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Obama tells Russia that election will bring 'flexibility' on missile defense

The president's comments were caught accidentally by a microphone left on during a private conversation with Russian leader Dmitry Medvedev.

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President Barack Obama and Russian president Dmitry Medvedev talk during a nuclear summit in Seoul, South Korea.

Pablo Martinez Monsivais/AP

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President Barack Obama told Russia's leader Monday that he would have more flexibility after the November election to deal with the contentious issue of missile defense, a candid assessment of political reality that was picked up by a microphone without either leader apparently knowing.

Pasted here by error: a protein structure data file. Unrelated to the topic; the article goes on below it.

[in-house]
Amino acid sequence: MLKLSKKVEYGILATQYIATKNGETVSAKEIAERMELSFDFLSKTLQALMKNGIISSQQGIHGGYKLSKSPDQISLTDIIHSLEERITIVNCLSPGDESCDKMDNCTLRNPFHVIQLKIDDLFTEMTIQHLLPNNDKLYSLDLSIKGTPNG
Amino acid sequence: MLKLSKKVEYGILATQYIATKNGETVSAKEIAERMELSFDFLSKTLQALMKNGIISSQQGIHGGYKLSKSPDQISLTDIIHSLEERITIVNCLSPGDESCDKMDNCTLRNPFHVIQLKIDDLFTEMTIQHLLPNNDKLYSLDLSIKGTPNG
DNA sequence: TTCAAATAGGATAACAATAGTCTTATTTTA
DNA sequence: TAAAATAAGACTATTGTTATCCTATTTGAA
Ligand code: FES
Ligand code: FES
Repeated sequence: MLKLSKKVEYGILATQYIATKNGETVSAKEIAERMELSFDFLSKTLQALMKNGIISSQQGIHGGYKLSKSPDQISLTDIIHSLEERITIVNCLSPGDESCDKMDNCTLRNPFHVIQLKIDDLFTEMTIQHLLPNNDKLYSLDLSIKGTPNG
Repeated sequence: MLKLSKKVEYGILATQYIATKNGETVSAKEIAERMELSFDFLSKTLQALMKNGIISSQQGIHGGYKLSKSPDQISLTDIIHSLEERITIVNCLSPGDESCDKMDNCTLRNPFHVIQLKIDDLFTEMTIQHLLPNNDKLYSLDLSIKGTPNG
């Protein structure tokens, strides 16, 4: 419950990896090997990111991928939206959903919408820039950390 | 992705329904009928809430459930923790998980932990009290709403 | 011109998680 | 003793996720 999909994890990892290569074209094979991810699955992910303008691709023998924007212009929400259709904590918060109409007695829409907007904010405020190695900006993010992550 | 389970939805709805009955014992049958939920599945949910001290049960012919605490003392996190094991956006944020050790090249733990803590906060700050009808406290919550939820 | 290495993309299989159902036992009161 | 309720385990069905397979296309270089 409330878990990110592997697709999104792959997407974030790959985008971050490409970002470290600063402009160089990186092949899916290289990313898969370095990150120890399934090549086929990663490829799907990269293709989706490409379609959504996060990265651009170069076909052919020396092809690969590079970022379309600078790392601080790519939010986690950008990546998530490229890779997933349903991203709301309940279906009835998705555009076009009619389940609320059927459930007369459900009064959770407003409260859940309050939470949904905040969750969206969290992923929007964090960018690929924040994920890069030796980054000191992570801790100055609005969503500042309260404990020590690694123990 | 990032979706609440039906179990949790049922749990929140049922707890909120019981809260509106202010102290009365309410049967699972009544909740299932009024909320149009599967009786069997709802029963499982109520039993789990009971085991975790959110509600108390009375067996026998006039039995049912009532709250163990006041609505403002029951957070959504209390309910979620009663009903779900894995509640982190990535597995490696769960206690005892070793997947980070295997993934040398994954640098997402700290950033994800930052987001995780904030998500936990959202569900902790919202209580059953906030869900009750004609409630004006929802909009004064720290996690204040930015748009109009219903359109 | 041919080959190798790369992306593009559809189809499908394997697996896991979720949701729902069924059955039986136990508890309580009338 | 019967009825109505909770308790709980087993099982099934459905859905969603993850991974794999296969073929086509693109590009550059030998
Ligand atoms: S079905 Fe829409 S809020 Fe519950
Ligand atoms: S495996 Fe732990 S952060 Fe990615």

Obama's Republican opponents pounced on the comment, saying the president has a hidden agenda that could include concessions to the Russians if he is re-elected this fall.

"This is my last election," Obama is heard telling outgoing Russian President Dmitry Medvedev. "After my election, I have more flexibility."

Medvedev replied in English, according to ABC News: "I understand. I will transmit this information to Vladimir," an apparent reference to incoming President Vladmir Putin.

Obama and Medvedev did not intend for their comments, made during a meeting in Seoul, South Korea, to be made public.

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Once they were, the White House said Obama's words reflected the reality that domestic political concerns in both the U.S. and Russia this year would make it difficult to fully address their long-standing differences over the contentious issue of missile defense. Obama, should he win re-election, would not have to face voters again.

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